11 December 2015
Jersey’s Planning Applications Committee has approved Andium Homes’ planning application (PP/2015/0747) to build an extra 88 new homes at La Collette Flats.
Andium applied to demolish five existing low rise blocks with 59 homes to build five larger blocks providing 147 new affordable homes.
In September, States Members agreed a proposition (P.78/2015) asking the Planning Minister to ensure the protection of the existing green space on the site between La Collette low rise and its border with Green Street.
The application was scheduled for discussion at the committee’s last meeting in November, but members delayed it to seek legal advice.
At its meeting yesterday, the Planning Applications Committee considered the La Collette Flats application against the policies set out in the States-approved Island Plan, looking at all the detailed evidence and submissions that have been made. They took account of the arguments about green space for residents, the grade 4 listing of the site, and the gain of an extra 88 homes for St Helier.
The planning officer report on the application said the proposals will provide higher quality, well designed accommodation which respects the context of surrounding development and works with the natural setting of the site.
The report considers that the loss of a protected open space facing on to Green Street will be offset by providing more useable open space for residents. The proposals also include plans to improve pedestrian and highway safety.
Grazing sheep solves SSI problem
The committee also agreed an application (SSI/2015/1288) to help protect an ecological site of special interest (SSI) on heathland between Grosnez and Plémont.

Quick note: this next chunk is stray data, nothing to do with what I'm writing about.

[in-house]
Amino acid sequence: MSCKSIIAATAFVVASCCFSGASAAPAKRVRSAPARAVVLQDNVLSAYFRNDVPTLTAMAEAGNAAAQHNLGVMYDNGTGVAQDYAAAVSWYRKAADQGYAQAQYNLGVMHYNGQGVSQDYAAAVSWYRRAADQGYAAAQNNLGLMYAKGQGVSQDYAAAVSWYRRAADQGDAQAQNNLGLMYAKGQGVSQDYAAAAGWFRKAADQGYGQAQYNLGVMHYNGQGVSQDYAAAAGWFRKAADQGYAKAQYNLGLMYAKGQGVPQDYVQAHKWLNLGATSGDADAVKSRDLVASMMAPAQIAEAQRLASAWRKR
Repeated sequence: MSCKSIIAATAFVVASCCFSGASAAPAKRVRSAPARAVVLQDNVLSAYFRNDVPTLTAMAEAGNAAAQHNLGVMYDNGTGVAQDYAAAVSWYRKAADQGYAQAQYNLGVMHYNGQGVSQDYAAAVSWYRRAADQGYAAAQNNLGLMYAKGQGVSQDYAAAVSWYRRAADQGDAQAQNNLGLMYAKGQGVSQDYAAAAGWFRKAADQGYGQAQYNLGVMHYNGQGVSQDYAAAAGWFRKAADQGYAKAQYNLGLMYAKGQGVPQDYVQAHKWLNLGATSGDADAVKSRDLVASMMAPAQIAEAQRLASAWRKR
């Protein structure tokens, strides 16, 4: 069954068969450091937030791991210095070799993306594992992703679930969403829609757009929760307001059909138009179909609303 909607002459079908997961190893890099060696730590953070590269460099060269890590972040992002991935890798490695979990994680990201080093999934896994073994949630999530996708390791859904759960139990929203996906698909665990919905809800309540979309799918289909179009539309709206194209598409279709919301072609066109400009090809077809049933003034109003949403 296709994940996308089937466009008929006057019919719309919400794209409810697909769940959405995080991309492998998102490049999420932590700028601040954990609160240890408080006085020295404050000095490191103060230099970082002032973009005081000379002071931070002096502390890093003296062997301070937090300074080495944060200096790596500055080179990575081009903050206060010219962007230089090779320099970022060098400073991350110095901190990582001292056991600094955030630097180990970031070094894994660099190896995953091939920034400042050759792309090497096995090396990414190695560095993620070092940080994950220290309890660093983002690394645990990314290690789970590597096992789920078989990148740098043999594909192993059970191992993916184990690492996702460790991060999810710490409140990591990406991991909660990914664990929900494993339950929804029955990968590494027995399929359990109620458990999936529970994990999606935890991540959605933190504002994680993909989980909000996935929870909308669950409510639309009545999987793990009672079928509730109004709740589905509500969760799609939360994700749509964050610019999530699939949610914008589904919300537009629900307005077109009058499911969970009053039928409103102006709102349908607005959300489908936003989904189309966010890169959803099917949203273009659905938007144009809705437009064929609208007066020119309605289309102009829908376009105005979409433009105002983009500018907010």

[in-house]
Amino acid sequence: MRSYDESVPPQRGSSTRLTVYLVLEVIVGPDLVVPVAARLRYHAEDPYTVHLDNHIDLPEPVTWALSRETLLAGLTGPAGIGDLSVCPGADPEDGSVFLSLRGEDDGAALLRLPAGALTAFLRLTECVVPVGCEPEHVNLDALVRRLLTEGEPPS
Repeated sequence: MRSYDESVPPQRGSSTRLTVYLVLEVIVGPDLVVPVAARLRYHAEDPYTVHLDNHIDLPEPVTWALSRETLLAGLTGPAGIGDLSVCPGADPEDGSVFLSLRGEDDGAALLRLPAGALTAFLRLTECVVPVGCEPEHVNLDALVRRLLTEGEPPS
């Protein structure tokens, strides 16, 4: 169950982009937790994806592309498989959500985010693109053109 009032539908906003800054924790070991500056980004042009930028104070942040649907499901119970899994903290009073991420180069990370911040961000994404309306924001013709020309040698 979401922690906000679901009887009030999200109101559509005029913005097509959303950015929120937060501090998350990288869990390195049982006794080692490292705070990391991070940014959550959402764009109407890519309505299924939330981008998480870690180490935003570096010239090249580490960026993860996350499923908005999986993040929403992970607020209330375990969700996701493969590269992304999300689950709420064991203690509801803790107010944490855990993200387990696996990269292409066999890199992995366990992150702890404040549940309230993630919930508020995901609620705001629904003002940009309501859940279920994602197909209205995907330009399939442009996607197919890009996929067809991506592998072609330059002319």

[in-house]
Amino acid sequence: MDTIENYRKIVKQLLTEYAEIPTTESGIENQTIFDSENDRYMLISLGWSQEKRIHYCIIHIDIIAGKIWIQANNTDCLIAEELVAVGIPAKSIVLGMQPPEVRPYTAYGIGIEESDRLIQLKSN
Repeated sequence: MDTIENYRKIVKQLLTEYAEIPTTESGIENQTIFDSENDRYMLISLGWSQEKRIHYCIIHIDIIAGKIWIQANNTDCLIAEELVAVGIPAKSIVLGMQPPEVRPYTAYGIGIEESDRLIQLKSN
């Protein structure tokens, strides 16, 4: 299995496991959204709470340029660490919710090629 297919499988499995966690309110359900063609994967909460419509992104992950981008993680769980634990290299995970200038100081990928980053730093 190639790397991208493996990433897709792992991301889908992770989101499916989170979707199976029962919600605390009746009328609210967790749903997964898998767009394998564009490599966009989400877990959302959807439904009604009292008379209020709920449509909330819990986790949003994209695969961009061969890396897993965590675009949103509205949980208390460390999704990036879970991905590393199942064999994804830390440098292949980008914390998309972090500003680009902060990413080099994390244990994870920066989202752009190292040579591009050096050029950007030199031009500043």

The area is designated for its ecological and archaeological value, but is overrun with bracken and scrub which can significantly damage archaeology and reduce opportunities for wildlife.
The Natural Environment section at the Department of the Environment has proposed a sustainable land management solution; to let sheep graze the site. This would encourage more diverse plant, insect and bird species to restore the maritime grassland.
The application was to install fencing on the site to pen in the sheep. The fence would have gates to allow public access. A number of Island residents objected to the application, arguing the fence will look unsightly and restrict public access.
In addition, the fencing crosses part of the archaeological SSI, for which permission is needed to avoid possible damage.
A planning officer report on the application says that fencing for agricultural use is normal and acceptable within a rural setting and would not unduly impact the landscape.
Homes on hotel site
The Shakespeare hotel in St Clement is to be demolished and 17 new homes built on the site (P/2015/1509) following Planning Application Committee approval.
The owners of the hotel and restaurant on La Grande Route de la Côte want to knock down three existing buildings and build one one-bedroom, nine two-bedroom and two three-bedroom homes with landscaping and parking.
The hotel is located in what’s designated a Built Up Area in the Island Plan, which means the principle of development is accepted, subject to its overall impact being acceptable.
The development will include a modern four-storey apartment block that is designed so that it takes account of the largely Victorian-era buildings around it.